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Personal security app Guardly, which launched back in April 2011 on the iPhone (s aapl) and iPod touch, announced Thursday morning that it now offers a special program for students at 67 universities and colleges across Canada, designed as an extension of on-campus security measures.
I’m glad Guardly CEO and founder Josh Sookman took my idea; when I wrote about the service in April, I closed with the following paragraph:
I’m reminded of the emergency call buttons posted at lampposts around campus at colleges and universities when I think of Guardly, only the app model works better because it’s available everywhere and seldom leaves your person.
Obviously, Sookman and company also noticed the similarities. The new service, called Safe Campus, will turn students’ smartphones — including iPhone, Android(s goog), BlackBerry (s rimm) and Windows Phone 7 (s msft) handsets — into emergency call buttons that are always with them and provide a direct line to campus security when on school grounds. You can even exchange text messages with campus security should you find yourself in a situation where discretion is required. When off-campus, which Guardly determines using your phone’s location data, the app switches instead to Guardly’s original model, which delivers notifications to up to 15 specified contacts and can also connect directly to local 911 services.
The service will be provided totally free for students, faculty and school staff, but users must have a valid university-issued email in order to use the app. You can check if your school is among the 67 supported by following this link. Guardly is also looking to expand the program, so if your institution isn’t listed, you can suggest it for later addition.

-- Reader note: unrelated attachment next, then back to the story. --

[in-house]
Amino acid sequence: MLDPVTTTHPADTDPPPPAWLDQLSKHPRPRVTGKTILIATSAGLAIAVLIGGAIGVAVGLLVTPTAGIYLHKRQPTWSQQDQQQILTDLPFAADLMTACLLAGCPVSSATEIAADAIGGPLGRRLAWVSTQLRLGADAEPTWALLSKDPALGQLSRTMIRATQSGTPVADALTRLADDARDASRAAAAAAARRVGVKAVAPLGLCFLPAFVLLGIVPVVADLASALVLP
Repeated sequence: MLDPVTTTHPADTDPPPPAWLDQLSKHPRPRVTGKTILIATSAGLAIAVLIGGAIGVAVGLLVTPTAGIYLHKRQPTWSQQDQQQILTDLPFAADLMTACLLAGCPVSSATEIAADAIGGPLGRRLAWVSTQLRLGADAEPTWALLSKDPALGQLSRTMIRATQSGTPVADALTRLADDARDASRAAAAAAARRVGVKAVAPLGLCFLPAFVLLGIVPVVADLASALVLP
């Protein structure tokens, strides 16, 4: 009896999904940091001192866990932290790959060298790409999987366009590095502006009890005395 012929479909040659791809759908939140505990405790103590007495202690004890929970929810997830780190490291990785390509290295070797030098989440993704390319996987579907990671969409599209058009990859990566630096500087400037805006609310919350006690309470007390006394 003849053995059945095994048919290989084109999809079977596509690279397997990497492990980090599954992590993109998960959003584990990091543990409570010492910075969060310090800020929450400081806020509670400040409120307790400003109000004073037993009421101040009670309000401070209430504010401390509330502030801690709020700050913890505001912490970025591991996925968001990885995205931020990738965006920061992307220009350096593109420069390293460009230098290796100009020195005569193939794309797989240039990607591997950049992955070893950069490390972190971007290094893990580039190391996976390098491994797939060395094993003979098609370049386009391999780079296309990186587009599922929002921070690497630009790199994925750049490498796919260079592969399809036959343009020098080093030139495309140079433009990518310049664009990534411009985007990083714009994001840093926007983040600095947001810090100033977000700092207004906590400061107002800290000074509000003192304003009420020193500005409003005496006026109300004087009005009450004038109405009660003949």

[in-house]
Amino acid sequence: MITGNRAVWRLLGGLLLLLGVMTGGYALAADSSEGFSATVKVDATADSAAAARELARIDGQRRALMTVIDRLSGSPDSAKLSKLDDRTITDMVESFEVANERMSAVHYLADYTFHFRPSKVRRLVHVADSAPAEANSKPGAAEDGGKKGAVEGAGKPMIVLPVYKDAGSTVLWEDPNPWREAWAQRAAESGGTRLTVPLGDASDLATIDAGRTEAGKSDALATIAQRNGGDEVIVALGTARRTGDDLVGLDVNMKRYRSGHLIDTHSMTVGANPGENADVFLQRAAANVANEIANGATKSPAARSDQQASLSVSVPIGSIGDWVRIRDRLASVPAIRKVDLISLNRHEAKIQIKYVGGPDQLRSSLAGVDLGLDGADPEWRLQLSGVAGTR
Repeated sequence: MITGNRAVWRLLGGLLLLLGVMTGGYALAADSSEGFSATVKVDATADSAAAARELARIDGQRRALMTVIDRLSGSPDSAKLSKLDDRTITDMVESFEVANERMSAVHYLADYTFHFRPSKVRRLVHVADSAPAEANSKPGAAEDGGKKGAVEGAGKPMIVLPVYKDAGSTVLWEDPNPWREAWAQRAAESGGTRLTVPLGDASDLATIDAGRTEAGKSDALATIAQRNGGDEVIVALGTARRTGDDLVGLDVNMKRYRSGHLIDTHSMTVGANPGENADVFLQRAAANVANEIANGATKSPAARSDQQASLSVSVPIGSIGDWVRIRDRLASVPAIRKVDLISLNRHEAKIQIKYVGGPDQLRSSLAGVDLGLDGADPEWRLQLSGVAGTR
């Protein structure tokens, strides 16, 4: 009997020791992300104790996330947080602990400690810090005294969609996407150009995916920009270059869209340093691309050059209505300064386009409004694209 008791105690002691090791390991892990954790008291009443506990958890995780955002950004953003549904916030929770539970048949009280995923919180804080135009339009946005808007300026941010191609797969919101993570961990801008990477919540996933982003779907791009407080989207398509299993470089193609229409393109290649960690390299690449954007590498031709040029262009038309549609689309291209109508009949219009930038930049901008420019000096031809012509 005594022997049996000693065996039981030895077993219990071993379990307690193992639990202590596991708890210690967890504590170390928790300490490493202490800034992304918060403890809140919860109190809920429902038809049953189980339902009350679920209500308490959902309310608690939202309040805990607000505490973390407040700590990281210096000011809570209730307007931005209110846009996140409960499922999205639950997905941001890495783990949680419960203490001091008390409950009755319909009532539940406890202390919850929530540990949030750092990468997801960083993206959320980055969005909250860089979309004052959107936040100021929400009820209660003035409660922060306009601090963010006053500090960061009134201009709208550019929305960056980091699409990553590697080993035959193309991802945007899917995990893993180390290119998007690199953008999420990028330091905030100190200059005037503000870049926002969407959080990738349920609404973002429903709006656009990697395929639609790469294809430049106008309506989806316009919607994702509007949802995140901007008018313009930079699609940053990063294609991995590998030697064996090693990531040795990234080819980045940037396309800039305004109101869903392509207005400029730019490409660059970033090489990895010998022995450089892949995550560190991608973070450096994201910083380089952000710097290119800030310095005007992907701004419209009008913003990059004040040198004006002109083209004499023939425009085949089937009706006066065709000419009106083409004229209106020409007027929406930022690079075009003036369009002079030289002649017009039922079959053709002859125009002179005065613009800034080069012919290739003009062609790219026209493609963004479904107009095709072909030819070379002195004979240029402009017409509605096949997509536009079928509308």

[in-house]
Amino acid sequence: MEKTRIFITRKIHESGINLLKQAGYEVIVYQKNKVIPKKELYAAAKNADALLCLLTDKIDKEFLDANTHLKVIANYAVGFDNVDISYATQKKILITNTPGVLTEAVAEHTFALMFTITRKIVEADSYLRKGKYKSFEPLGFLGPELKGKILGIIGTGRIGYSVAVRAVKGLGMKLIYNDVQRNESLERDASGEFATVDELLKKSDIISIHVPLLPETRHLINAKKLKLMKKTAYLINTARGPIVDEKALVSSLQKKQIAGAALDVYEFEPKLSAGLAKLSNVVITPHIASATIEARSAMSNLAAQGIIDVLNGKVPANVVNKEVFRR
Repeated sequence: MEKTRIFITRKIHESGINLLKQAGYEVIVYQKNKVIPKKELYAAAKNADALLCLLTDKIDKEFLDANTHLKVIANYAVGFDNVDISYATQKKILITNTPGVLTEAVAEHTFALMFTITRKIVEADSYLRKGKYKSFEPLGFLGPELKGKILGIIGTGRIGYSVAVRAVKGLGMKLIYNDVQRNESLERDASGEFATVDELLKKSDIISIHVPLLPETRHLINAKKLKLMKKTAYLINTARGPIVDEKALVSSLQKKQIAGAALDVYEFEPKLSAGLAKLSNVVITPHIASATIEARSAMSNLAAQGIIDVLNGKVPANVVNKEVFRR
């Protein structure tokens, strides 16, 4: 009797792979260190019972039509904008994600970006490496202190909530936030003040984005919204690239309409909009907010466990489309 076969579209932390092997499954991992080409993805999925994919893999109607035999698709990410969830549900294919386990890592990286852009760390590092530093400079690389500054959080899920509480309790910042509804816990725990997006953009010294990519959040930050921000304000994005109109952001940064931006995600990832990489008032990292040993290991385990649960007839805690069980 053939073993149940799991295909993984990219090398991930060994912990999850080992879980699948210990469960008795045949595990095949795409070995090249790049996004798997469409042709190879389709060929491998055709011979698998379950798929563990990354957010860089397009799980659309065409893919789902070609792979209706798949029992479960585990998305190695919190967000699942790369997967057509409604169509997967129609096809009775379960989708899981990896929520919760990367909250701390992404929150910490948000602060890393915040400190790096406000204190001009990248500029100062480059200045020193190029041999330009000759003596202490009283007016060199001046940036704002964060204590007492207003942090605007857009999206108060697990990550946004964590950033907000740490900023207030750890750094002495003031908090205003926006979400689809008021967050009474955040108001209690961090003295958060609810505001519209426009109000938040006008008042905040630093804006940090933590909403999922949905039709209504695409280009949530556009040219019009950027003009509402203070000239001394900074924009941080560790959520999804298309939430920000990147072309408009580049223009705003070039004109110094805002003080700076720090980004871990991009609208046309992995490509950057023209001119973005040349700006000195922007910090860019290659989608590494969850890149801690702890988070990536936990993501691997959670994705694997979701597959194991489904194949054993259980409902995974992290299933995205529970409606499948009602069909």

One challenge for Guardly will be making sure students and faculty are aware of the app. That’s why they came up with the Campus Hero campaign, which encourages students to spread the word about the free Guardly services via Facebook, or directly with each other. Increased awareness about the app could also serve as a preventative measure, Guardly hopes, since knowledge that a tool like this could be in the pocket of any potential victim might help deter would-be attackers.
Guardly original received seed funding from Toronto’s Extreme Venture Partners and Bryker Capital, as well as several Angel investors. Then, in Sept. 2011, it received $237,500 in interest-free stimulus funding from the federal government, which the company invested in developing an API to turn Guardly into a platform.